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A very random question


Pedro Cerrano

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Interesting. Had no idea that knuckleballs were that common in the past. Wonder why it became that you had to be a knuckler ot not. Another thing I rarely see if ever are submariner starters. I remember Chad Bradford and of course now see Darren O'Day with our O's but both those guys are relievers. A guy I kind of emulated as a lefty submariner was Brad Clontz with the Braves. One of those dime a dozen relievers but I kind of liked him because he was a sidearming lefty and a Virginia native. I imagine submarine starters don't exist because doing that 100 pitches a game is different than 10-20 with a reliever. I converted from sidearm to overhand when I became a starter because the coach though I'd throw my arm out doing that starting.

Carl Mays, the guy who killed Ray Chapman with a pitch, was a submarine starter. Not too many, if any, anymore probably because it's seen as gimmicky and gimmicks usually end up in the pen. With the exception of knuckleballers, who almost exclusively are starters, at least since the 60s. Submariners usually have a big platoon split, which probably leads most managers to avoid using them as starters.

I once saw Brad Clontz throw a complete game for Virginia Tech that the Hokies won something like 18-13. Clontz had to have thrown 175 or 200 pitches.

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Interesting. Had no idea that knuckleballs were that common in the past. Wonder why it became that you had to be a knuckler ot not. Another thing I rarely see if ever are submariner starters. I remember Chad Bradford and of course now see Darren O'Day with our O's but both those guys are relievers. A guy I kind of emulated as a lefty submariner was Brad Clontz with the Braves. One of those dime a dozen relievers but I kind of liked him because he was a sidearming lefty and a Virginia native. I imagine submarine starters don't exist because doing that 100 pitches a game is different than 10-20 with a reliever. I converted from sidearm to overhand when I became a starter because the coach though I'd throw my arm out doing that starting.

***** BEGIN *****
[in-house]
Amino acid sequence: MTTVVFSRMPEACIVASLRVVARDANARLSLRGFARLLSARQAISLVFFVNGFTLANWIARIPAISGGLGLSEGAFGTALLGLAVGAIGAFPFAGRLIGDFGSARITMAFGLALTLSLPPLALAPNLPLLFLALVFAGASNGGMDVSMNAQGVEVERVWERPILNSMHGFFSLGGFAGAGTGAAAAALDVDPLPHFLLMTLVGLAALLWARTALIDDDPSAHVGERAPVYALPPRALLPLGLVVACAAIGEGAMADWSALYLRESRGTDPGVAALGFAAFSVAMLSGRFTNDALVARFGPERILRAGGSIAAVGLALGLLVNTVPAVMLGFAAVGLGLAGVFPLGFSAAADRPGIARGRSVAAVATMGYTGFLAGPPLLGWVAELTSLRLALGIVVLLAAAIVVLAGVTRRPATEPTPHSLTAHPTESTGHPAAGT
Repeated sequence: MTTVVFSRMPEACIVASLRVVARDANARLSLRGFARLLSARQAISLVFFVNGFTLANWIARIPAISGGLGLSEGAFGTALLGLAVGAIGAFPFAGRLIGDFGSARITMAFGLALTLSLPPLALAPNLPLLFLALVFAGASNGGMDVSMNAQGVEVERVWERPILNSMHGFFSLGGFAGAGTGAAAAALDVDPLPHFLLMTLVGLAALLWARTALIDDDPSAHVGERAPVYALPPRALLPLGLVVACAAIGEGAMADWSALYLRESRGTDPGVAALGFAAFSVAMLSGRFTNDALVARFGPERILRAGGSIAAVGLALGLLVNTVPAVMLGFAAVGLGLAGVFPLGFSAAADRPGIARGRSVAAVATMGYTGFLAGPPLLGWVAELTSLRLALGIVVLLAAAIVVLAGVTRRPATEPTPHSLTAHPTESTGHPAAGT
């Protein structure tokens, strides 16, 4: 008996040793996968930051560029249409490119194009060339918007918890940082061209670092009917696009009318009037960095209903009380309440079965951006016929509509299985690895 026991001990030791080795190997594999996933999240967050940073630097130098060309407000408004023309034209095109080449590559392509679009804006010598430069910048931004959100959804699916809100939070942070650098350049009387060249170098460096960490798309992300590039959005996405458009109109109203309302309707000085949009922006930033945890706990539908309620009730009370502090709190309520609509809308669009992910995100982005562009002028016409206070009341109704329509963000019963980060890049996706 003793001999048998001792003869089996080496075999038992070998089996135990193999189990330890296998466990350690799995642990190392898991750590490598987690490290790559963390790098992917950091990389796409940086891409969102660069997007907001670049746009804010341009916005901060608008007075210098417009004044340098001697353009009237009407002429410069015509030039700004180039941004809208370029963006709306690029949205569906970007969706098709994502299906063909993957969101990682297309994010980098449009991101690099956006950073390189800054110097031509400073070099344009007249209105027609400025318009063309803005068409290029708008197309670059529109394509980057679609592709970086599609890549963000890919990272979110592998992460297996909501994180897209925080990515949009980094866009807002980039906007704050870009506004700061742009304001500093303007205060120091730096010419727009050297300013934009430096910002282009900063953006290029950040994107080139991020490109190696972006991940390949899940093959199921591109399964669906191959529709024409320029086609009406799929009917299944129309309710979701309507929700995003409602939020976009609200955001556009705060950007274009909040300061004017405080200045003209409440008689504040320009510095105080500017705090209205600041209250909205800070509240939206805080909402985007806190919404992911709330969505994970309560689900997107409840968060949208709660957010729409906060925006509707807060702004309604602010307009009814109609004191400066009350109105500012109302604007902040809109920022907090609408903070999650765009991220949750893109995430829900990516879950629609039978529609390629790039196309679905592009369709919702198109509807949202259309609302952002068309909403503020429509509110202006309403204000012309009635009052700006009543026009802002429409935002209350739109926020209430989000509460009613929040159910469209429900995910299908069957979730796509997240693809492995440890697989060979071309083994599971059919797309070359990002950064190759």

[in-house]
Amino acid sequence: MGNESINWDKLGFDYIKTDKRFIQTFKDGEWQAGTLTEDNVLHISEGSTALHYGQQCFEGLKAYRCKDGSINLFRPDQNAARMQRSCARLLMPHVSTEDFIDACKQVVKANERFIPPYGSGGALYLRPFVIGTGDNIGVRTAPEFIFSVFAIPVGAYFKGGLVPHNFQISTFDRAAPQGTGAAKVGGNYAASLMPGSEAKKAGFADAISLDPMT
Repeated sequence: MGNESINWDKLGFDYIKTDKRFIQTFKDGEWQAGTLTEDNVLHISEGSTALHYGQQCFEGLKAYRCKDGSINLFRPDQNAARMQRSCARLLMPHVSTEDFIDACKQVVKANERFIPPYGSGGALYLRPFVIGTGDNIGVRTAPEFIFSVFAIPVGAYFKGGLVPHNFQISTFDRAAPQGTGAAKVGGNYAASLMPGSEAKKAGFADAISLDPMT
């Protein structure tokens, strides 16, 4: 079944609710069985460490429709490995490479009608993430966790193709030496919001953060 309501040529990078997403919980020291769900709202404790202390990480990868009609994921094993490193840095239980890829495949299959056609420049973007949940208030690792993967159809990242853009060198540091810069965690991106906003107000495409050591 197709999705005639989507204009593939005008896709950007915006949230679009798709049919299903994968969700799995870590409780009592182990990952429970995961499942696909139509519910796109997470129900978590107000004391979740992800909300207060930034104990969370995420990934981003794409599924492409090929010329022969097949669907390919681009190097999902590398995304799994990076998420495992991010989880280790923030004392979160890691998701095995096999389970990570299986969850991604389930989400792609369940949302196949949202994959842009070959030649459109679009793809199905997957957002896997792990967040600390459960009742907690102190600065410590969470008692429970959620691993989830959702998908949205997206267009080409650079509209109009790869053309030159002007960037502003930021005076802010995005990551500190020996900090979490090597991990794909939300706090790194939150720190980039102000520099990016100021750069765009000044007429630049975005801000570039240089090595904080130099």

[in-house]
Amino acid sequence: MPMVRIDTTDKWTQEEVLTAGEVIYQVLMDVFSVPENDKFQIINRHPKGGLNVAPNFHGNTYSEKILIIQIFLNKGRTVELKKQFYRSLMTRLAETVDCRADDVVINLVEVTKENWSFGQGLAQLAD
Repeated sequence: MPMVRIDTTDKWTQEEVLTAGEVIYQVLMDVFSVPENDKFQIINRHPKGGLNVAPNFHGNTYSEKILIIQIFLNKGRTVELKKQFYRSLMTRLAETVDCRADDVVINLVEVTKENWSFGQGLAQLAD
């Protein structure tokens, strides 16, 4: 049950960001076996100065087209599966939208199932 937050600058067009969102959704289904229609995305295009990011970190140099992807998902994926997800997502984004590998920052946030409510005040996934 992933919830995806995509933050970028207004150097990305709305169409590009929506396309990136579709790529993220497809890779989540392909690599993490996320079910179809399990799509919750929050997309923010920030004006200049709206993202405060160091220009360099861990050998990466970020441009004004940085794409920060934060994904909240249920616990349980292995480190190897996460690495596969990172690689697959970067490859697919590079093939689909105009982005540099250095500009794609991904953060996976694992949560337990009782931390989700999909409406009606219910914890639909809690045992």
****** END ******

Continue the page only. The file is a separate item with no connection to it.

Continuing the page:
I think Byung-Hyun Kim started a few games before he decided to go back to Korea.

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In 1972 Wilbur Wood threw 376 2/3 innings as a left-handed knuckleballer.

This list includes over 50 lefties who threw kucklers.

Wilbur Wood was one of my favorites as a kid. I watched him pitch both games of a double header against the Yankees around that time (I looked it up and it was 1973 when he won 24 and lost 20 that year). He lost both games.

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A long time ago when I was reading Roger Angell's "The Summer Game," he said that during the 1969 season, it came out that the reason why Mets outfielder Cleon Jones batted righty and threw lefty was because when he was growing up and playing whiffel ball with his friends when he was a kid, the fence in left-field was much shorter than the one in right-field, hence the reason why he converted from his natural left-handedness to batting righty. That is how Jones wound up with the unusual combination of being a lefty fielder and a righty batter).

Also, I also read once that one of the reasons why players often bat lefty but field righty is that because the batter's box for the left-handed hitter is closer to first base than is the box for the right-handed batter ......... hence, it would make it more understandable why a natural righty would want to try batting lefty, and of course, by the same logic, there really wouldn't be a good reason for a person that is a natural lefty to want to become a righty batter.

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